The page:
….that’s it, rehab in a nutshell (just saved you from reading numerous texts whereby people randomly group exercises together and call them “rehab protocol’s”)

Examples:

–       By loading (insulting) a muscle during weight training, the body adapts/responds by both improving the efficiency of the neuromuscular connections involved in the exercise, followed by increasing the volume (and amount) of muscle tissue needed for the movement

–       By stressing (insulting) the cardiovascular system, the body adapts/responds by increasing the capacity to utilize oxygen (increased RBC’s, and mitochondria), as well as producing more efficient motor patterns.

–       By loading (insulting) the bones with weight bearing exercise, the body adapts/responds by, well…. adding more bone in order to ‘deal’ with the load.

–       Etc.

When the progression stops, so do the adaptations.  This occurs often in the gyms where people do the same routines, with the same intensity, then complain that they no longer are making any gains.  This same principle has to govern rehabilitation in order to attempt to prevent further injury.

Getting back to the low back, people are conditioned to believe that there should be little to know insult to tissues in this area in order to avoid injury.  Thus, exercises never change…. Thus the tissues never get stronger, gain endurance, or improve neuromuscular efficiency.

Rehabilitation of the lumbar spine needs to progress to exercises with increasing intensity levels (be it strength, or endurance) just as is needed in any other area of the body.  We must train spine to be able to handle higher loads in order that the patient can function safely.  Even if we tell people to “lift with their legs,” there are things in the world that people will eventually have to lift that cannot be accomplished simply with their legs.  We must therefore ensure that the patient has strong enough lumbar muscles for such an occasion in order to avoid a ‘blow out.’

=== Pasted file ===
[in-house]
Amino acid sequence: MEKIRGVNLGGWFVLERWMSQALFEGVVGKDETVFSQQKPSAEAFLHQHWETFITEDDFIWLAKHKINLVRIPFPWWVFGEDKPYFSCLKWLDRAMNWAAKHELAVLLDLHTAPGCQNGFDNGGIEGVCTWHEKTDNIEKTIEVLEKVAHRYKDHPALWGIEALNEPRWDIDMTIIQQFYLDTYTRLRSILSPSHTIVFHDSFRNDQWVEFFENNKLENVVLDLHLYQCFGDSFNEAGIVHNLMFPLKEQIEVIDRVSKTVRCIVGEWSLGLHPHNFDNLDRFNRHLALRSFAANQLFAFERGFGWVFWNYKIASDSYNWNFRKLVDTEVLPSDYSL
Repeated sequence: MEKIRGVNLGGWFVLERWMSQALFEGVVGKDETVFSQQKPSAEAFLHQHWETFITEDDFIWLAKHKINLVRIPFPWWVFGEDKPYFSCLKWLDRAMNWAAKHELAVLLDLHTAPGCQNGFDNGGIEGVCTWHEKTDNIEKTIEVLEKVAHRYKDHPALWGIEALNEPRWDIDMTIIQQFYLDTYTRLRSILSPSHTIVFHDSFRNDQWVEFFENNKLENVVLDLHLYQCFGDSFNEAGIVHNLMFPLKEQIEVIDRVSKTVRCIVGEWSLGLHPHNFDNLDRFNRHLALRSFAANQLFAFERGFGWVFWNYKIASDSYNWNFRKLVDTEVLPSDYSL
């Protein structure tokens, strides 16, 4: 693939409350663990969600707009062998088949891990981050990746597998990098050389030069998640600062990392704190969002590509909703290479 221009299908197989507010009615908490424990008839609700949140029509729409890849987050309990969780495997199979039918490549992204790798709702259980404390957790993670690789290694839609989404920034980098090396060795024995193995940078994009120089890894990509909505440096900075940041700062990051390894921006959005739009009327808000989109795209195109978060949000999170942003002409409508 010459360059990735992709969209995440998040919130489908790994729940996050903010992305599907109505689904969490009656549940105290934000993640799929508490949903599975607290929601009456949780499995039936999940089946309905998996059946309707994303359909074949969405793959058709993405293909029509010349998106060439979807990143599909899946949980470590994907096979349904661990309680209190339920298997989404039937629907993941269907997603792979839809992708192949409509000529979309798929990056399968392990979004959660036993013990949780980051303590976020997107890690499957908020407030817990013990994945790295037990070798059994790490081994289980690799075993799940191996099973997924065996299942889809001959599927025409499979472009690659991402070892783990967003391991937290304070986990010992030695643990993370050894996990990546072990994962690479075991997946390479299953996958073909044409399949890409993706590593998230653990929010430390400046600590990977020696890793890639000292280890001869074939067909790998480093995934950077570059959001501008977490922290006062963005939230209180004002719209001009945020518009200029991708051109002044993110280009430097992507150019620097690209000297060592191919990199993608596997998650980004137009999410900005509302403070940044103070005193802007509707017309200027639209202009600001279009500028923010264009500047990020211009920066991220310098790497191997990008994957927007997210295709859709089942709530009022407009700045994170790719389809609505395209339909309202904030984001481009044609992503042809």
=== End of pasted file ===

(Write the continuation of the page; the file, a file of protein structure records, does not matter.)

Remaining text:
These exercises must also progressively resemble activities that people do on a daily basis.  This concept is clear to us when dealing with athletes as we prescribe the so-called “sports specific” exercises.  Why is it any different for non-athletes?  Further, why are knee and shoulder rehab ‘programs’ different from the lumbar spine?  The concept of “functional training” must apply in all scenarios (and for all areas of the body) whether it be sports specific training, work specific training, or ADL specific training.

Of course, the progressing to more advance spinal exercises must be taught in the proper manner.  I feel that it is the job of the therapist to be well versed in said exercises as they are the best able to safely progress the patient.

….now for your enjoyment, here is a video of a gentleman who has no clue how to execute a safe and effective dead lift

FUNCTIONAL ANATOMY SEMIARS.com

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4 Comments leave one →
  1. joshua luster permalink
    September 11, 2010 8:12 pm

    Great article! I am a DC and am always looking for great articles to share with my patients. Please send me a link to website or seminars that you might offer. Thanks in advance.

  2. August 31, 2012 12:53 pm

    good to learn that ‘Progressing’ concept.

Trackbacks

  1. Progressing Spinal Strength using ‘Bridging’ Exercises: Part 1 – An Introduction to Bridging « Functional Anatomy Seminars – Functional Anatomic Palpation Systems™ | Functional Range Release™